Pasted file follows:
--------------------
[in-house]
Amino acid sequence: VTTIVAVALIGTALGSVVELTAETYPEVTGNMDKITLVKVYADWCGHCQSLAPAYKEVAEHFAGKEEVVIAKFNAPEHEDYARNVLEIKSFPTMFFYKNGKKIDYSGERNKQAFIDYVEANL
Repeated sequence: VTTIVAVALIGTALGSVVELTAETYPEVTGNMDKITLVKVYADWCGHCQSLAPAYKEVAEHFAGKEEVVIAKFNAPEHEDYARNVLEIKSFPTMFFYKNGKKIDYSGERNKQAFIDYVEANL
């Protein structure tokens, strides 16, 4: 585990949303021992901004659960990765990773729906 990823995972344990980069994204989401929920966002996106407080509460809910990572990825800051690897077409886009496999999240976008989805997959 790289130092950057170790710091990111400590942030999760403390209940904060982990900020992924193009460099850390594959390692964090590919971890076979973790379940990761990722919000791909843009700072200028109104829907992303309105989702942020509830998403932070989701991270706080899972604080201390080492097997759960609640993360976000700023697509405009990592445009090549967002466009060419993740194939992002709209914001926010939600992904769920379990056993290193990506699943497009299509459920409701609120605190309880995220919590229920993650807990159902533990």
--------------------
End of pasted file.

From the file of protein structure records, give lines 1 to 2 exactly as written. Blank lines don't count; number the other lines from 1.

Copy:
[in-house]
Amino acid sequence: VTTIVAVALIGTALGSVVELTAETYPEVTGNMDKITLVKVYADWCGHCQSLAPAYKEVAEHFAGKEEVVIAKFNAPEHEDYARNVLEIKSFPTMFFYKNGKKIDYSGERNKQAFIDYVEANL